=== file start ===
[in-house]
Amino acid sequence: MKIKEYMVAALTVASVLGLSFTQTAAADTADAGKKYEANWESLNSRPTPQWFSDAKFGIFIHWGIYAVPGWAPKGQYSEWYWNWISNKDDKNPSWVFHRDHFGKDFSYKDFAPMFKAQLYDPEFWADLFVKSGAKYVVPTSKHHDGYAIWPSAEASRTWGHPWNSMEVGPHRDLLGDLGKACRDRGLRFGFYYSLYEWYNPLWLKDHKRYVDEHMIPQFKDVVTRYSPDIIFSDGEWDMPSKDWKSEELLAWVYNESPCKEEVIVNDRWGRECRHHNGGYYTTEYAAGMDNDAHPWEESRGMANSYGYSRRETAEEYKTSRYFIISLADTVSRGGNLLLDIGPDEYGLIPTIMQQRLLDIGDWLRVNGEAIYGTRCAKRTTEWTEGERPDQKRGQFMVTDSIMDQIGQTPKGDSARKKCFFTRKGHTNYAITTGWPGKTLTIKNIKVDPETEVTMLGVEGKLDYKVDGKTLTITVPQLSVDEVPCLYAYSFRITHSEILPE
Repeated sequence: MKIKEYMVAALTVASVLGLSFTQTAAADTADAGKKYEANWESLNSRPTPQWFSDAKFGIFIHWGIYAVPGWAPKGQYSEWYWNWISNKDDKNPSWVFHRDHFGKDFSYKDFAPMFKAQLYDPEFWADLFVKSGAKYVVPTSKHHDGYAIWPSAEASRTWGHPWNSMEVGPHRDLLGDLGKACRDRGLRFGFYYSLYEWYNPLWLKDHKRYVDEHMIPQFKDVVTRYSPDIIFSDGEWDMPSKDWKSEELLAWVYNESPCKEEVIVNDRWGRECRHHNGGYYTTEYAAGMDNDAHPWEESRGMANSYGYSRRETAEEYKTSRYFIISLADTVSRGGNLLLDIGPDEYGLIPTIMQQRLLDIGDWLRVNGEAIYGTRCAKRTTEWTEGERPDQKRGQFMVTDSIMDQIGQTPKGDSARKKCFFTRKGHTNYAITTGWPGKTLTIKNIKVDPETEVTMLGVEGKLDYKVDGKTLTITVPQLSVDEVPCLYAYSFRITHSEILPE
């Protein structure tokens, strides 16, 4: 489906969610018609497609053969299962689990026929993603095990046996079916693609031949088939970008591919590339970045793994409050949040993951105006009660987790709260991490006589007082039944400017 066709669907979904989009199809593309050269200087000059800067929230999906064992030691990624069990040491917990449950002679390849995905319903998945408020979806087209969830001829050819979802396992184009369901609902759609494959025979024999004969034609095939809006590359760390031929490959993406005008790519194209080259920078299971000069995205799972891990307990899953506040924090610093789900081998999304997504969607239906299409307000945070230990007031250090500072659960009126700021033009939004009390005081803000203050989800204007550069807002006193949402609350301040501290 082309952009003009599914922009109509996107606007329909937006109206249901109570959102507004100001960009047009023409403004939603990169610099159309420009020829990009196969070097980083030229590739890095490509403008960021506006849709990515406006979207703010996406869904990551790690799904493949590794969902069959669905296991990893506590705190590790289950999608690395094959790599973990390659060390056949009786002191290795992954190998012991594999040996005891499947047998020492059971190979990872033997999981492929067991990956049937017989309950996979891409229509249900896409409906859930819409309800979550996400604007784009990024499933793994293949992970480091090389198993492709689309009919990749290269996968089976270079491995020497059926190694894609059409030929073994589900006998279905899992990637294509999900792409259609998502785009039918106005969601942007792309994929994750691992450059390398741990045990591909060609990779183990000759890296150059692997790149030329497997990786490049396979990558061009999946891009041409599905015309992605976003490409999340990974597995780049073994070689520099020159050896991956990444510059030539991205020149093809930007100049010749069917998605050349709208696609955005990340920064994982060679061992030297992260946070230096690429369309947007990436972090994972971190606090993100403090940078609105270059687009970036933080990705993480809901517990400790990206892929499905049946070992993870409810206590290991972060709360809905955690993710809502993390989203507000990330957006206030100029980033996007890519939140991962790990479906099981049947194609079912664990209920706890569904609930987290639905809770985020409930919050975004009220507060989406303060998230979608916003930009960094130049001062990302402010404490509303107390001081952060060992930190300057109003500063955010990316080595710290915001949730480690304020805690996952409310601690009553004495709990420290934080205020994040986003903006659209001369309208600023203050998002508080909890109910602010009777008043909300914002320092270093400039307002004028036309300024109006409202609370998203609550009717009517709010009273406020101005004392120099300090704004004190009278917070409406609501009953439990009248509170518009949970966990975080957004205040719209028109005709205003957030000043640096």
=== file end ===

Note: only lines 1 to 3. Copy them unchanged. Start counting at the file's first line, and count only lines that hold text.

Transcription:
[in-house]
Amino acid sequence: MKIKEYMVAALTVASVLGLSFTQTAAADTADAGKKYEANWESLNSRPTPQWFSDAKFGIFIHWGIYAVPGWAPKGQYSEWYWNWISNKDDKNPSWVFHRDHFGKDFSYKDFAPMFKAQLYDPEFWADLFVKSGAKYVVPTSKHHDGYAIWPSAEASRTWGHPWNSMEVGPHRDLLGDLGKACRDRGLRFGFYYSLYEWYNPLWLKDHKRYVDEHMIPQFKDVVTRYSPDIIFSDGEWDMPSKDWKSEELLAWVYNESPCKEEVIVNDRWGRECRHHNGGYYTTEYAAGMDNDAHPWEESRGMANSYGYSRRETAEEYKTSRYFIISLADTVSRGGNLLLDIGPDEYGLIPTIMQQRLLDIGDWLRVNGEAIYGTRCAKRTTEWTEGERPDQKRGQFMVTDSIMDQIGQTPKGDSARKKCFFTRKGHTNYAITTGWPGKTLTIKNIKVDPETEVTMLGVEGKLDYKVDGKTLTITVPQLSVDEVPCLYAYSFRITHSEILPE
Repeated sequence: MKIKEYMVAALTVASVLGLSFTQTAAADTADAGKKYEANWESLNSRPTPQWFSDAKFGIFIHWGIYAVPGWAPKGQYSEWYWNWISNKDDKNPSWVFHRDHFGKDFSYKDFAPMFKAQLYDPEFWADLFVKSGAKYVVPTSKHHDGYAIWPSAEASRTWGHPWNSMEVGPHRDLLGDLGKACRDRGLRFGFYYSLYEWYNPLWLKDHKRYVDEHMIPQFKDVVTRYSPDIIFSDGEWDMPSKDWKSEELLAWVYNESPCKEEVIVNDRWGRECRHHNGGYYTTEYAAGMDNDAHPWEESRGMANSYGYSRRETAEEYKTSRYFIISLADTVSRGGNLLLDIGPDEYGLIPTIMQQRLLDIGDWLRVNGEAIYGTRCAKRTTEWTEGERPDQKRGQFMVTDSIMDQIGQTPKGDSARKKCFFTRKGHTNYAITTGWPGKTLTIKNIKVDPETEVTMLGVEGKLDYKVDGKTLTITVPQLSVDEVPCLYAYSFRITHSEILPE